There are variety of national constitutional amendment procedures and it is difficult to say what is normal or rapid procedure. It would eventually all depend on who is initiating the reform, which is a universal feature. Japan’s Constitution has an article that sets out how to amend the constitution and it sets up a more difficult procedure for constitutional amendment than for normal legislation process.
However, Article 96 of the Japanese Constitution does not prescribe any procedures to amend the constitution. Thus, regarding the amendment procedure, the referendum law was passed on May 14, 2007. The referendum law has several problems, such as the lack of provision of the minimum voting rate. Even if the proposal for constitutional amendment is made, there are still doubts and procedural problems with the referendum process which is written in the Referendum Law, and this is a unique and universal problem of guarantee of proper procedures for constitutional amendment.
The right-wing advocates for constitutional amendment in Japan frequently argued the post-WWII Japanese Constitution was imposed by the GHQ (i.e. the Supreme Commander of the Allied Powers). Since Prime Minister Abe Shinzo came into power in 2012, the Liberal Democratic Party (“LDP”) has been borrowing the currency of “imposed constitution” to bolster its agenda of constitutional amendment. This article tries to argue that the LDP’s strategy for constitutional amendment has two prongs: first, it functions like a populist campaign rather than a genuine constitutional commitment; second, electoral payoffs provides leverage for Abe to advance its own strategy of political economy, e.g. to enhance its control over bureaucrats, business and the media. Article 9 is a natural jump starter for the LDP to arouse the sense of national pride or national identity among Japanese citizens. In this vein, the politician pronounced for the citizens, claiming the supremacy of the “people.”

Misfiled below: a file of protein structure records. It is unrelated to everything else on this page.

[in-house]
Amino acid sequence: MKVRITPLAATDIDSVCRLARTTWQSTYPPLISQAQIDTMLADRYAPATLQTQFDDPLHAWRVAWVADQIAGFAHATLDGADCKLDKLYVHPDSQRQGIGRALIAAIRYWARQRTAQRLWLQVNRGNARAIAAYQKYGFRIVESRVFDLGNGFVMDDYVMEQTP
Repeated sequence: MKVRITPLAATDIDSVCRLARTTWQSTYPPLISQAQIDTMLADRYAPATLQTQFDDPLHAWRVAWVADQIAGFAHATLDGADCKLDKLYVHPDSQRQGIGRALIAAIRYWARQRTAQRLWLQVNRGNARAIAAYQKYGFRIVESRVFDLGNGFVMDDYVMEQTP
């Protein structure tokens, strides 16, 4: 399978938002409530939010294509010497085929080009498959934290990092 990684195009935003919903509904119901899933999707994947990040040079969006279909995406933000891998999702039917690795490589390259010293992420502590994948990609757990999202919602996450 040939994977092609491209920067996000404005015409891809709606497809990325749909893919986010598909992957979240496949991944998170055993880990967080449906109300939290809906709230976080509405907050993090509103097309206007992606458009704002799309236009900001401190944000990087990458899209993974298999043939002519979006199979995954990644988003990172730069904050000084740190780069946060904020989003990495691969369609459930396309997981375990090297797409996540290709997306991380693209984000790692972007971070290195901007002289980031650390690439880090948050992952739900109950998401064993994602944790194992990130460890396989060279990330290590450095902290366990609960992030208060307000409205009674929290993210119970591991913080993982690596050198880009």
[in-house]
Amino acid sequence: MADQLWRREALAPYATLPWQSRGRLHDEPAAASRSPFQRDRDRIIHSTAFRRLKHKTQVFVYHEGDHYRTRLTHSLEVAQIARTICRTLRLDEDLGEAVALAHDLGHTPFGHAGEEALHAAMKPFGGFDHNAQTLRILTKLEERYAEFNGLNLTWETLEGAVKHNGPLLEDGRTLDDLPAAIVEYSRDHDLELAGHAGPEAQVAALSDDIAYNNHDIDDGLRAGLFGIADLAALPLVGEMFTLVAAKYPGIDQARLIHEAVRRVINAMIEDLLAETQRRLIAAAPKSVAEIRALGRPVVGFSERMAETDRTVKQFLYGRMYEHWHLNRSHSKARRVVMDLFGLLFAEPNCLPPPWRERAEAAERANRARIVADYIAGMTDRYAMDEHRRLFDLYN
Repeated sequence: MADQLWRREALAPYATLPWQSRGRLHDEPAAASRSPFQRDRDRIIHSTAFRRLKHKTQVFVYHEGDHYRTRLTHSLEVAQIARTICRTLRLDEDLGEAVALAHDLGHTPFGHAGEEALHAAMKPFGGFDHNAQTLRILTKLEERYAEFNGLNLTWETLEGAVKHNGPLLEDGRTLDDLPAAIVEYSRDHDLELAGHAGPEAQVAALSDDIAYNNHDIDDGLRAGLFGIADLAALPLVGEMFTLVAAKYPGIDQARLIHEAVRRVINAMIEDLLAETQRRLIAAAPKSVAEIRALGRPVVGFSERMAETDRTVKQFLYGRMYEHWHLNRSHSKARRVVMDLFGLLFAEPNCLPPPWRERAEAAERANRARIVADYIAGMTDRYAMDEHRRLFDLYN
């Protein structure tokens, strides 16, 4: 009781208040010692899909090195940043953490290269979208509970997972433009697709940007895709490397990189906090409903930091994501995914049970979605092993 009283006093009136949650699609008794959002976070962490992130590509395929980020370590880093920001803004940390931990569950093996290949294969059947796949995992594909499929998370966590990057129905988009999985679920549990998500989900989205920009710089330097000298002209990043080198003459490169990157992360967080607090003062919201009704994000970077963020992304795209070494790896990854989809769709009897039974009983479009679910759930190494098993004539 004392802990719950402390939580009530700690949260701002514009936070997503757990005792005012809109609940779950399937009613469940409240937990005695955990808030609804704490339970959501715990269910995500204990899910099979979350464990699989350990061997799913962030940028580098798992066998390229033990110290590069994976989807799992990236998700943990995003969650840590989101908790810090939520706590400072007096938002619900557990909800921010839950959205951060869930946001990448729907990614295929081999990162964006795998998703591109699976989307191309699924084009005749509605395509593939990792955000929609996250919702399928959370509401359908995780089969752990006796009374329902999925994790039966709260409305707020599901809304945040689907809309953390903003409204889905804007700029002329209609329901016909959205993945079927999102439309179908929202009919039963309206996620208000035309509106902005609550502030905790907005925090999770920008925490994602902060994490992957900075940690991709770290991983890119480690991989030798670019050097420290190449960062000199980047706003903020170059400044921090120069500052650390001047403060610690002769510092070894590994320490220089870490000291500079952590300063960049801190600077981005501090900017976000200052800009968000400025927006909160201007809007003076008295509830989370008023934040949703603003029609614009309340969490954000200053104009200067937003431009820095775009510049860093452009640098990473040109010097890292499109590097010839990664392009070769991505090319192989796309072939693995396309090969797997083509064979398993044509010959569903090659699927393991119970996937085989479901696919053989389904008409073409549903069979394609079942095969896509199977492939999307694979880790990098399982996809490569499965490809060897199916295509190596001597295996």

Constitutional protection of property has been considered as an essential element of liberal democratic constitution. However, since economic power is easily converted into political power, the protection of property has an aspect which contravenes democracy and political equality. Redistribution of wealth always involves a risk that governmental power would be abused. Thus, the constitutional design of property determines the success of democratization. Post-WWII economic reform in Japan is a good example to explore the constitutional design of property. After WWII, the drastic economic reform was implemented based on the idea that the concentration of wealth impedes democratization. Such economic reform was a constitutional moment just like an enactment of Constitution. This paper deals with two major questions: first, how the Japanese economic reform was justified under the post-WWII constitution; second, how the Japanese legal system could avoid the risk of abuse of redistribution.
Every constitutional projects are products of context because constitutional law is law of the nation. Political leaders also have their own dreams, interests and fetters of communities or family. Those peculiar traits make constitutional project contextual. However, I would draw not contextual concerns but more universal lessons from what’s going on in Japan around Prime Minister Abe’s constitutional amendment. These years, a number of political crises happened under the Abe administration. Every single one of these crises would lead to resignation of Ministers or Prime Minister if they happened before. But the Abe administration is still powerful. Why? It is partially because of a force of numbers he got in the Diet. On the other side, his project of constitutional amendment itself shall be another source of his power. Democratic defect of the administration probably would make up its illegitimacy by touching the highest source of legitimacy of the nation, the Constitution of Japan.